The majority of neighbors in attendance seemed to be in favor of the green building techniques. A smaller group, however, opposes the project, with concerns about safety, parking and property values. Project leaders assured residents at the meeting that the West Seattle project would be different than the Ballard project, with considerably more time and money spent on planning and research for the rain gardens.
“This is not Ballard,” said the project leader for King County, Mary Wohleb. “We have taken over a year to study and plan this area. We aren’t rushing it.”
Seattle officials have acknowledged moving too fast on the Ballard project in order to secure funding from special federal economic-stimulus money.
In addition to pooling, neighbors of the proposed West Seattle gardens also are worried about a loss of parking on their streets, since some of the rain gardens will “bump out” the curb a few inches into what was previously a parking spot. Parking is already limited in the neighborhood, where most residents park their cars on the street and many alleyways are rutted and unusable. Residents say the rain gardens will further the parking problem and lower property values as a result.
Geologists and rain garden engineers presented their findings and plans for the neighborhood at the March 28 meeting, offering first glimpses of rain garden features to the public. In their geotechnical studies of the soil, geologists found the same low-permeability “Vashon till” that was found in parts of the Ballard neighborhood. The team plans to use underdrain pipes and injection wells to help water drain from the rain gardens and prevent the pooling that angered neighbors in Ballard.
Underdrain pipes run the length of a rain garden and transport water to the injection well. Together, the underdrain pipes and injection wells are intended to stop pooling when the rain gardens are built on less-than-ideal soils.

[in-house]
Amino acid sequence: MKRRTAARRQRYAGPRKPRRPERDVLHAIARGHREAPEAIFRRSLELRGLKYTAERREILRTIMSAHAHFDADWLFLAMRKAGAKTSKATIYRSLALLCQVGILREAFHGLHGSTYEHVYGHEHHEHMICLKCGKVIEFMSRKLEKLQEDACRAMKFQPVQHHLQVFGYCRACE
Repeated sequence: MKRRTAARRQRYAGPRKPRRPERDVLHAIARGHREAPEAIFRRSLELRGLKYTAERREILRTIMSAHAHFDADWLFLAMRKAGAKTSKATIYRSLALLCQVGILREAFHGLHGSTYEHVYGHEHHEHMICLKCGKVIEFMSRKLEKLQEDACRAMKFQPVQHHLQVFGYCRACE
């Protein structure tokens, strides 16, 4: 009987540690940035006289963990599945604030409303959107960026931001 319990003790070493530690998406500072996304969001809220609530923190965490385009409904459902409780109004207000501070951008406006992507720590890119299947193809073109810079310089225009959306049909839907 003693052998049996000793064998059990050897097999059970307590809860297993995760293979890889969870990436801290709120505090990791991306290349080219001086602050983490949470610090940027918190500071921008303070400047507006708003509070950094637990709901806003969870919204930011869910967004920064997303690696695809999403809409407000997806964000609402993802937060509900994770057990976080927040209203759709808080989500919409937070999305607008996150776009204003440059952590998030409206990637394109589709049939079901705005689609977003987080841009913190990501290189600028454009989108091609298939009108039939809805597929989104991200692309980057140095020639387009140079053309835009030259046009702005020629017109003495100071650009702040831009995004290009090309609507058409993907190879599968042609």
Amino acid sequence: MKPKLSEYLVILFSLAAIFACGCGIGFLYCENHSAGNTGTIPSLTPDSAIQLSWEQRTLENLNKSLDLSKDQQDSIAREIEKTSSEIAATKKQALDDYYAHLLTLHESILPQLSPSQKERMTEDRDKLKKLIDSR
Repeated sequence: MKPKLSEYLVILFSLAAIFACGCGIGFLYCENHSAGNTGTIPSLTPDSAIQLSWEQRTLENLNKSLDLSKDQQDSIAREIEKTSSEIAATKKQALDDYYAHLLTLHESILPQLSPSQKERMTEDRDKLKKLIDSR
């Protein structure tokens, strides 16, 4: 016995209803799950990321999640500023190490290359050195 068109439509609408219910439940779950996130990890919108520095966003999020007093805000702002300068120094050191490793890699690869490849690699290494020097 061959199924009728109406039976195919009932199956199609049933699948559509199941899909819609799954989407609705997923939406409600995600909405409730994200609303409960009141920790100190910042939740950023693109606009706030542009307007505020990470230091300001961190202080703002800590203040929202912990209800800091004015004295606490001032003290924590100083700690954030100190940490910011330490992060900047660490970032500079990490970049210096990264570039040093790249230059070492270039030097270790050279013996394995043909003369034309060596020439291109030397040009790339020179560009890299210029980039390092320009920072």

Engineers have installed the wells in rain gardens across the region. Last fall, the City of Everett worked with the 12,000 Rain Gardens project to install a cluster of the gardens in a neighborhood plagued by flooding and sewage back-ups. Now, at least two of the gardens are using injection wells successfully, including Laura White’s.
12,000 Rain Gardens is a collaborative effort between Washington State University and Stewardship Partners, a Seattle-based non-profit group, with the goal of constructing 12,000 rain gardens in the Puget Sound region by 2016.
The Lombard neighborhood where White lives in Everett is one of many success stories touted by environmentalists in favor of rain gardens. The neighborhood applied to be a part of the city’s pilot rain garden project and was accepted in large part because of its historic flooding issues. The flooding reached a climax in the record-breaking rainstorm of 2011, when runoff overloaded the combined sewer system so badly that it sent raw sewage back into people’s homes.
The city renovated the neighborhood’s ancient sewage system after that event, and later approved the area for the pilot rain garden project. Over the past six months neighbors have seen a dramatic reduction in basement flooding.
Britt Stromberg, who lives a few houses away from White, has one of the biggest rain gardens in the neighborhood. Her family decided to transform almost half of the lawn into a rain garden. Stromberg said the garden requires some weeding and maintenance, but in a year or two the native plants used in the garden should establish themselves.